Exciting Changes in the Museum!

by Rebecca Fell, Curator of Exhibits

It is very rare for a museum to completely shut down and de-install their exhibits. One good reason is to make renovations and updates. We recently had our ceiling and rafters re-stained and re-painted and new carpet installed. Both of these items were original to the building’s opening in 1997. For the long-term maintenance of the museum, these were redone.

More visible changes were made to the Ah-Tah-Thi-Ki including opening up the museum shop by adding another doorway. And, replacing the visitor services desk – this new desk makes it easier for wheelchair bound visitors to purchase tickets and receive information from our visitor services staff and tour guides.

A New Opening

A new opening is made into the gift shop wall, adding accessibility and space.

The process for closing the museum required us to remove all of the objects, mannequins, and other items out of the galleries for safekeeping in our vaults. Not everything in our exhibits is moveable. Items, like our large canoe and trees, were covered In plastic so any paint drops wouldn’t ruin them.

Teamwork Ensures Safety

Working as a team ensures that large items, like this Noah Billie painting, are moved carefully.

Taking down and putting up exhibitions require a lot of help and careful coordination. We worked in teams and started with the most important items first: the historic objects on loan from other institutions such as the Smithsonian National Museum of the American Indian, historic objects from the Museum’s own collection, and finally the mannequins. As many of you know, the mannequins are life-castings of tribal members. Because of this, we value them very highly and their take special care in moving and storing them.

Binding the Necklaces to keep them Safe

One step to keeping the mannequins safe is to wrap the women’s necklaces with plastic – this way they won’t break or get lost along the way.

Uncovering the Trees

Once the painters and carpet-layers are done we uncovered all the trees and other non-moveable backdrops.

As we gear up to re-open the museum on September 25th, we have begun to put the exhibitions back together. All of our permanent galleries will be exactly as they were prior to renovations. We will put back two temporary exhibitions: It’s Not a Costume – Modern Seminole Patchwork and Guy LaBree: Painted Stories of the Seminoles. We will also feature a new exhibition: Seminole Spirit, which highlights a couple of photographs by noted photographer Russell James, of Nomad Two Worlds.

The re-opening on the 25th coincides with National Indian Day and is part of the Tribe’s series of event occurring throughout the week and on various reservations. At the museum we will feature food tastings, guided tours, presentations, and a talk and film premiere with Russell James. The museum is open from 9-5 and events will run from 10-4. Come and join us!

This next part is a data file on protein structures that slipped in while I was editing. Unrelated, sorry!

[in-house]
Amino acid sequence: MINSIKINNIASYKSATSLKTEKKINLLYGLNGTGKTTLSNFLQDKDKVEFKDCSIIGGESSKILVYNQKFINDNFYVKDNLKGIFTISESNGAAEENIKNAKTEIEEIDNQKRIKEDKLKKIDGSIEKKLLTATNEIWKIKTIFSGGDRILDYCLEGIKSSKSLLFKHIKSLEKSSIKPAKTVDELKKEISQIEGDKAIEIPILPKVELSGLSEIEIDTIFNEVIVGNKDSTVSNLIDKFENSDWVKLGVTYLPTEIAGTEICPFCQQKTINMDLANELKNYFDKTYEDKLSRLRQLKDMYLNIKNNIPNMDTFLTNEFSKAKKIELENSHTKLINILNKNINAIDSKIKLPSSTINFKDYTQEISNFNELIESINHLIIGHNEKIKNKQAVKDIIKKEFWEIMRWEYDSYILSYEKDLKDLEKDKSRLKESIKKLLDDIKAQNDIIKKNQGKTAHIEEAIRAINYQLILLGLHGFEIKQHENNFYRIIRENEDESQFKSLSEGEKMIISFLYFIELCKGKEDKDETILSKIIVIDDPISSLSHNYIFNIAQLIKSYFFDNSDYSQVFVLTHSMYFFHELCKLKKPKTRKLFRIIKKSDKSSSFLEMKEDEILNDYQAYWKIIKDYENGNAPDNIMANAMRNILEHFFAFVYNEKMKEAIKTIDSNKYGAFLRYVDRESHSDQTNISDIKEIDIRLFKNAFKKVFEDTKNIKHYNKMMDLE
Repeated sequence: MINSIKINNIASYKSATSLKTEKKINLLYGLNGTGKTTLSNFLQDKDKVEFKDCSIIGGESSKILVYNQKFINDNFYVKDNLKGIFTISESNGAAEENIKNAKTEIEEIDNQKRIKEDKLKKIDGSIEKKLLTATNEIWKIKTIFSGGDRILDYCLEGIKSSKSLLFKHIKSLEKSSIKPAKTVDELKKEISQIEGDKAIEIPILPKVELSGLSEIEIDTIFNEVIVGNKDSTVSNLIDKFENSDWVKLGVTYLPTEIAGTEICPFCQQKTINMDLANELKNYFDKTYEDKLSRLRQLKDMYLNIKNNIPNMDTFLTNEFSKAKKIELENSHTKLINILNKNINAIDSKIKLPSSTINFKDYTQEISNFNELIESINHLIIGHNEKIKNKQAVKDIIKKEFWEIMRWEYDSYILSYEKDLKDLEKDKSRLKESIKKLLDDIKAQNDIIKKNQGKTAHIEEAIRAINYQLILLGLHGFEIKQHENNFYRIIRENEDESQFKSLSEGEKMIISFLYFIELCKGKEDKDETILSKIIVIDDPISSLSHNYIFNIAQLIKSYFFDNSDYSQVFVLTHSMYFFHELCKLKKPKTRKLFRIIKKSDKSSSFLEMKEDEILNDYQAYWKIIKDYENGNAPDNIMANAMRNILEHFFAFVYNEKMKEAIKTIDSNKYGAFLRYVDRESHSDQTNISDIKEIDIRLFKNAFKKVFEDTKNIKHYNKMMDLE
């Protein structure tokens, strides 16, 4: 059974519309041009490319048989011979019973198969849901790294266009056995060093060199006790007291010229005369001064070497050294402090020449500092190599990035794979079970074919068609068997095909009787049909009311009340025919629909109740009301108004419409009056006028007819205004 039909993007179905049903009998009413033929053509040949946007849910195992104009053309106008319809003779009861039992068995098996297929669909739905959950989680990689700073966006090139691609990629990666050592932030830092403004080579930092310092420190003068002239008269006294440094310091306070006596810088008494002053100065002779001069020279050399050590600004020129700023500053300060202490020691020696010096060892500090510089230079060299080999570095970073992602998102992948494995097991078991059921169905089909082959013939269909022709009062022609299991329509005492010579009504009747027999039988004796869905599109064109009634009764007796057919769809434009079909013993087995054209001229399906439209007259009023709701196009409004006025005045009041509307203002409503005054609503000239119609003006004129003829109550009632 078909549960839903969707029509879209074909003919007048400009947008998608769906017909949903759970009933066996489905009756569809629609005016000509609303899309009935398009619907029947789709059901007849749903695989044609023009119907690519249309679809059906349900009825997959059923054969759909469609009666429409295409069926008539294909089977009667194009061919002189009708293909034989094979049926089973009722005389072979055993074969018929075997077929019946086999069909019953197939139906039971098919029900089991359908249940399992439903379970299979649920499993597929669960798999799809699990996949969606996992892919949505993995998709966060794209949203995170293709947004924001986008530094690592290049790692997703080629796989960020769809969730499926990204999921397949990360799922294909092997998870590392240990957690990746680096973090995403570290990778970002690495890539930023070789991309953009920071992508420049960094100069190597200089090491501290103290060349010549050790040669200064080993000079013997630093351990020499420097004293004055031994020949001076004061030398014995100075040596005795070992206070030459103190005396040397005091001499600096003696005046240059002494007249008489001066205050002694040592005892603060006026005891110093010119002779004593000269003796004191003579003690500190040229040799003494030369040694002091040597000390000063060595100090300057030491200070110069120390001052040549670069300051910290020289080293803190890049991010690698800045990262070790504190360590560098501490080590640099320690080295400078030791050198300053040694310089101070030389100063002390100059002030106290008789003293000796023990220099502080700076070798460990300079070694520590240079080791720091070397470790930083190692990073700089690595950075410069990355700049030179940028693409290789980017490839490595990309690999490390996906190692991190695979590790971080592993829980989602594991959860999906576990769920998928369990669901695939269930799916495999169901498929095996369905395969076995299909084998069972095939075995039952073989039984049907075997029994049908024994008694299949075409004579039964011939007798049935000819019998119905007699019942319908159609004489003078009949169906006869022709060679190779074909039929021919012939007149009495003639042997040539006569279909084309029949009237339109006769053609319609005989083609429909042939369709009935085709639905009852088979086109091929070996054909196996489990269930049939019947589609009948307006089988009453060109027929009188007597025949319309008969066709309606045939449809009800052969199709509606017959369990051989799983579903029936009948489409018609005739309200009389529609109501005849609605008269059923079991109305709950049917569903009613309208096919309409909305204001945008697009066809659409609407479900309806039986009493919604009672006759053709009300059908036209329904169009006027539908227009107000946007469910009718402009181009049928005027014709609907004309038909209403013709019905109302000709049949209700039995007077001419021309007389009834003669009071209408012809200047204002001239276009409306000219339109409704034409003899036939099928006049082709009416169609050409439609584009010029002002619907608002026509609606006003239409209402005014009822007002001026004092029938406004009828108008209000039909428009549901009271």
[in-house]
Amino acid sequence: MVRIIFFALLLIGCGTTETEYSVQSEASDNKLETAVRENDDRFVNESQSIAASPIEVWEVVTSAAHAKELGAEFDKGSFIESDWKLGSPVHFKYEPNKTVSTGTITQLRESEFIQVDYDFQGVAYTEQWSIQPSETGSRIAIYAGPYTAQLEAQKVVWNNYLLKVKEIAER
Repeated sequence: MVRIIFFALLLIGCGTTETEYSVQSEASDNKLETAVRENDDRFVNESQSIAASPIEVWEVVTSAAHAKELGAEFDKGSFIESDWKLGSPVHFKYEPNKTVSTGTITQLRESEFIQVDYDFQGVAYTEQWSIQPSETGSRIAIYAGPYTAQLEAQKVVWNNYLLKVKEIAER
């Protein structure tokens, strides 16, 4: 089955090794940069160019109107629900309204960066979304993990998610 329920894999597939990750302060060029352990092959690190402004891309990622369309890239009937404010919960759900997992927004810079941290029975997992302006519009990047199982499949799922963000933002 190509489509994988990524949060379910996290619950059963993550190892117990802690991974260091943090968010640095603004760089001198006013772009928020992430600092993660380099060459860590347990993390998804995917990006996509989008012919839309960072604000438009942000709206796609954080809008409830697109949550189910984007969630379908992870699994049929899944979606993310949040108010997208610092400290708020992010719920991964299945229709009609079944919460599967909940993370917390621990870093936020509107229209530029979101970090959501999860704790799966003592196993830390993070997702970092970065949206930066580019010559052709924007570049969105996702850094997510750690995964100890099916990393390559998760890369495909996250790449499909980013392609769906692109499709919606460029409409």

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Operation: Extraction

by Marlene Gray, Conservator

Pssst…well hello there! Want to hear about an extraction operation that recently happened at the Museum? The escapade involves the return of some very fragile objects to a land very far away. By far away, I mean Washington, D.C., but that is way up north! It was quite a production involving multiple agents and exotic locales, but let’s not get ahead of ourselves. Shall we start from the beginning and see what adventures the Collections Division has been up to for the past few months?

Background on the Case

Since the early days, the Museum has held a long-term loan agreement with the Smithsonian’s National Museum of the American Indian (NMAI) to display many of their Seminole artifacts here in the permanent gallery space. Over the years, the Museum has released custody of said objects back to NMAI, save for a few that remain in cases. Five objects – a turban plume, a belt loom, a set of two beaded earrings and a necklace were chosen this time around to be couriered back to Headquarters (a.k.a. NMAI) and take a break from the limelight of exhibit display. You see friends, objects like these tell pieces of the Seminole story to Museum visitors. In order to keep them around for many years into the future, objects should rest in a secure storage environment with cushy supports, away from the harmful effects of continuous light exposure and the poking and prodding of the stiff Plexiglas and metal mounts that have held them in a static position.

A few months before the big de-installation mission, Agent Registrar and Agent Conservator gathered intelligence from NMAI’s conservator, Susan Heald (a.k.a. the Transporter). Discussions were had in regards to how the objects were to be handled, travel arrangements to and from D.C. and Big Cypress, and the hazardous travels around alligator-infested canals. We had to downplay that last part until all the necessary paperwork had been completed, but this is the Everglades after all! Due to meticulous recordkeeping, we also had the condition reports, mount notes, and loan paperwork on hand from the previous decades which all make up a sort of “medical record” for each object that conservators can reference over time.

Leading up to the Day of the Drop

The Transporter and the amazing Special Forces team (a.k.a. three NMAI Conservation Fellows) were scheduled to arrive mid-day one sunny and warm Florida Monday and set up a base for the night at the RV Campgrounds across the street from the Museum. The Exhibits squad staked out the area in the Museum where the mission was to take place and sequestered it the night before so no prying eyes would suspect what activities were about to commence.

As part of the loan agreement with the NMAI, their conservator traveled from Washington, D.C. to Big Cypress Reservation with three Conservation Fellows to oversee the de-installation of the objects, carefully package them, and take them back home. The Exhibits squad and the Maintenance Intelligence Agency handled the physical challenge of moving the exhibit cases so that the objects could be removed by the Transporter and Special Forces (SF) team.